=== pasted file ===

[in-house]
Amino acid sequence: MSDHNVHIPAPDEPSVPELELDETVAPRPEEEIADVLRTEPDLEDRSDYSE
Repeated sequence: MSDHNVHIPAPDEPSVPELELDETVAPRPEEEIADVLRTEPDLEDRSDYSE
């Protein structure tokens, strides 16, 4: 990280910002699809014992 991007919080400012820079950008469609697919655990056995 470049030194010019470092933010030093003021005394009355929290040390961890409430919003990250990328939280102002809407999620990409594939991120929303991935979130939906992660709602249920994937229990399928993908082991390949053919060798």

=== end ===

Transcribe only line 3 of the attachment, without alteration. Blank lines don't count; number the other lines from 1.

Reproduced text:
Repeated sequence: MSDHNVHIPAPDEPSVPELELDETVAPRPEEEIADVLRTEPDLEDRSDYSE